It has been believed since long past by scientists that the strong magnetic fields must have been the root cause of the formation of the solar system. There was however no physical evidence to prove the same. A meteorite proves the same, with evidence say researchers. After the sun was formed, around 4.6 billion years ago, there was a rotating disk around it, which was formed.
This disk was formed out of dust and gases. These dusts and gases have now in the years evolved into planets, thus resulting in the very formation of the solar system. Researchers have stated that around young distant stars, such protoplanetary disks generally form quickly, around 5 million years or less.
“Magnetic fields can introduce viscosity into the disk, essentially making the gas in it more sticky. It’s a very primitive meteorite, which means that since it formed about 4.5 billion years ago, not much has happened to it. This means it preserves the properties it had when it first formed, helping shed light on that time,” says Roger Fu, planetary scientist at MIT at Cambridge, Massachusetts.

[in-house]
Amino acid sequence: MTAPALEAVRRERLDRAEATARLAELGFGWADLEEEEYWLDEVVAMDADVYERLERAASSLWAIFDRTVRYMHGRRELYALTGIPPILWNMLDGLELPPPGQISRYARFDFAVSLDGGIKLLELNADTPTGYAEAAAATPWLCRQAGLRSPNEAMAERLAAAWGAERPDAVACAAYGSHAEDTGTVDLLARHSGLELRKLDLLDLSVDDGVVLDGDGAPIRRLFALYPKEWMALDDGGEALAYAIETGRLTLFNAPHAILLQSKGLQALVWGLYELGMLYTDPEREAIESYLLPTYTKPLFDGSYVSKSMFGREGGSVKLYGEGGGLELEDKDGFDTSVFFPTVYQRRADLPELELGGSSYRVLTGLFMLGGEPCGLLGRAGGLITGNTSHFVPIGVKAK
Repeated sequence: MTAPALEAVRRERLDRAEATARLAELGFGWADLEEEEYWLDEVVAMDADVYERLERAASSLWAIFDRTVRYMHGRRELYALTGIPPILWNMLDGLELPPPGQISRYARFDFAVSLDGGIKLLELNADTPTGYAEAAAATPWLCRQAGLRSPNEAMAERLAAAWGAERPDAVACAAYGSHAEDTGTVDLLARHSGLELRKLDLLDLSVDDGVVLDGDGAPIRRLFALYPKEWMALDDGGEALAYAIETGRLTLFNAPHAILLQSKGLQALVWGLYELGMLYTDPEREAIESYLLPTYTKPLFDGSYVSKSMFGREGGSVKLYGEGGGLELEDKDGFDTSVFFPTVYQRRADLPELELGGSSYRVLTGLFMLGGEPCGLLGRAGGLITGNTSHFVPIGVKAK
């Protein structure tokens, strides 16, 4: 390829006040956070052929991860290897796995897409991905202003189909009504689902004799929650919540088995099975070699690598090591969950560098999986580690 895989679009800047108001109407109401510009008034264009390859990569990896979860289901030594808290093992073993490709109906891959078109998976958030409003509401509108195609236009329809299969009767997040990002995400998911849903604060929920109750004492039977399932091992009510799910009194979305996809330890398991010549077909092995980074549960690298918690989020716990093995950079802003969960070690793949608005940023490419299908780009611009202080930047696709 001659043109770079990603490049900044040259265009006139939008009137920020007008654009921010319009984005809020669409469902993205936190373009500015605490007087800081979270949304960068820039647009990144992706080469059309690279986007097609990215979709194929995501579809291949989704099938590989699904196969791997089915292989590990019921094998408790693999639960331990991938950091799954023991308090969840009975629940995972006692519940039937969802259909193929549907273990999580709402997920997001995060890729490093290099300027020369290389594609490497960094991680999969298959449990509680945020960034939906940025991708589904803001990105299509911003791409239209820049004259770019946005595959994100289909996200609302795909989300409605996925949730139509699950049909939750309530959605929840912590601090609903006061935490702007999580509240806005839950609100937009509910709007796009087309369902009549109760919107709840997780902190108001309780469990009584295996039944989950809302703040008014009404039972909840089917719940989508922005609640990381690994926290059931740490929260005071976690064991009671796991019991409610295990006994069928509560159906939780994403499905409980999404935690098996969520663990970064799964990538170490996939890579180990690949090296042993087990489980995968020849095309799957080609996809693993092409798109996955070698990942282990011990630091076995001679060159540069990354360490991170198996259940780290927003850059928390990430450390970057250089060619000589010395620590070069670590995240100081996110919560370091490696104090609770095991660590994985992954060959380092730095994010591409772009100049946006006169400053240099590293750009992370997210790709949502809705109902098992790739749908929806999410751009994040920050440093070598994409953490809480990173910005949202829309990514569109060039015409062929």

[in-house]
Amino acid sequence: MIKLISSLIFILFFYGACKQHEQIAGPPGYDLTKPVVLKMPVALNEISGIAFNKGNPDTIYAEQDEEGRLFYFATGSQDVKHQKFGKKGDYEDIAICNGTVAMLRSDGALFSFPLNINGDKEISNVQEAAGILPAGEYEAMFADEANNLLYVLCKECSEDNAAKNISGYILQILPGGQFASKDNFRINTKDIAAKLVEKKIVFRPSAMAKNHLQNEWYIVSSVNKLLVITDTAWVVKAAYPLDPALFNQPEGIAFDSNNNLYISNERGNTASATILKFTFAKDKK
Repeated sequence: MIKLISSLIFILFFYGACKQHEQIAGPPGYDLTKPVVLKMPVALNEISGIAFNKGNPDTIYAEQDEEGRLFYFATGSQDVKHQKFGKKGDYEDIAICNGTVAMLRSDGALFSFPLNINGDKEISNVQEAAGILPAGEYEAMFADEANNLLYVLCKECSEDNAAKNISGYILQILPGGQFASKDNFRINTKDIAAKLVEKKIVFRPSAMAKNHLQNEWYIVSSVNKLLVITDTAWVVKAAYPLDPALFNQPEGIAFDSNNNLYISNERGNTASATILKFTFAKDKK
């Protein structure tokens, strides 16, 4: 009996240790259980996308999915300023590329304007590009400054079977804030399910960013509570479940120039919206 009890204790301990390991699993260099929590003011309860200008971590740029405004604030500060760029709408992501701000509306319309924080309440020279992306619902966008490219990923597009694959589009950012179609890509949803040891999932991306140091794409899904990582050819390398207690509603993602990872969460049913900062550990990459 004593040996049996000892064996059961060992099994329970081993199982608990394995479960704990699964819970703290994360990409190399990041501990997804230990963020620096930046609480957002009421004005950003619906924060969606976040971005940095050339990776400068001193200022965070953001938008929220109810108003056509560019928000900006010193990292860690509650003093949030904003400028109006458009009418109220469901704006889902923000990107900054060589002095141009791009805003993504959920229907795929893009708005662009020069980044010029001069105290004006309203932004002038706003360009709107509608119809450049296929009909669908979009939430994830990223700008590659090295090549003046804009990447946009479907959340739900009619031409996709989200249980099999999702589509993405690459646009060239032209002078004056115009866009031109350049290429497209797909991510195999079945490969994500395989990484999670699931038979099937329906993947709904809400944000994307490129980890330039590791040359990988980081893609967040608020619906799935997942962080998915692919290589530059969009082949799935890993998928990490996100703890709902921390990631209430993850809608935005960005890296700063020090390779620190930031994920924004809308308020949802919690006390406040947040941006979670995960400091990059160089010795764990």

He also stated that magnetic fields actually can introduce viscosity in disks, which make them much more stickier. The gas which is found on the orbits, must have had really strong interactions with each other. And that’s how most of the gas has been falling on the star. “This is the first direct information we have on the magnetic fields in the early solar system. It’s a really difficult measurement that was very cleanly performed — it stands out as a real tour de force,” he explains.
This discovery highly indicates that the magnetic fields have been very important in the formation of the planetary system. And it has been the most important as it played a major role in causing the accretion process, due to which the solar system was formed.